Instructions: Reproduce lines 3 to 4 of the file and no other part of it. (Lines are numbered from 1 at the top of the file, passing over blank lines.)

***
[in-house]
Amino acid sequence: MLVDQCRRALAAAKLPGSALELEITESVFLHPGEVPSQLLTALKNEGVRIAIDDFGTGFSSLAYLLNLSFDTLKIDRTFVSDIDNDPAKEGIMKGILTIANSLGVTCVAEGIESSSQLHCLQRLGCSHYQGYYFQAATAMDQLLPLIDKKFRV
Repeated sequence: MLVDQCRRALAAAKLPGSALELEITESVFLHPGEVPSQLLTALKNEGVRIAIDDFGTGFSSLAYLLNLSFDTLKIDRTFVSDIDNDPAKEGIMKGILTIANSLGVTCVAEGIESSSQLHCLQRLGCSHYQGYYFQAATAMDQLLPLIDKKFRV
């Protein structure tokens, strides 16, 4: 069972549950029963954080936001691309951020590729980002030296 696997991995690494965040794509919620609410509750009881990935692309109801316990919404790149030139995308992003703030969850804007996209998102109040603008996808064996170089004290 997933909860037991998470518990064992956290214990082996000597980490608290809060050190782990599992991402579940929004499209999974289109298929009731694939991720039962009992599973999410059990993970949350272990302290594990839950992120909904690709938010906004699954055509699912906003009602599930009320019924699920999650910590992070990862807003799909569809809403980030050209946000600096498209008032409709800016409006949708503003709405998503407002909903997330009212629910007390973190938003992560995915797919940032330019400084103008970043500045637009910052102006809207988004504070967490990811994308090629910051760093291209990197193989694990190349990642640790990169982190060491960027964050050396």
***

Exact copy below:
Repeated sequence: MLVDQCRRALAAAKLPGSALELEITESVFLHPGEVPSQLLTALKNEGVRIAIDDFGTGFSSLAYLLNLSFDTLKIDRTFVSDIDNDPAKEGIMKGILTIANSLGVTCVAEGIESSSQLHCLQRLGCSHYQGYYFQAATAMDQLLPLIDKKFRV
């Protein structure tokens, strides 16, 4: 069972549950029963954080936001691309951020590729980002030296 696997991995690494965040794509919620609410509750009881990935692309109801316990919404790149030139995308992003703030969850804007996209998102109040603008996808064996170089004290 997933909860037991998470518990064992956290214990082996000597980490608290809060050190782990599992991402579940929004499209999974289109298929009731694939991720039962009992599973999410059990993970949350272990302290594990839950992120909904690709938010906004699954055509699912906003009602599930009320019924699920999650910590992070990862807003799909569809809403980030050209946000600096498209008032409709800016409006949708503003709405998503407002909903997330009212629910007390973190938003992560995915797919940032330019400084103008970043500045637009910052102006809207988004504070967490990811994308090629910051760093291209990197193989694990190349990642640790990169982190060491960027964050050396």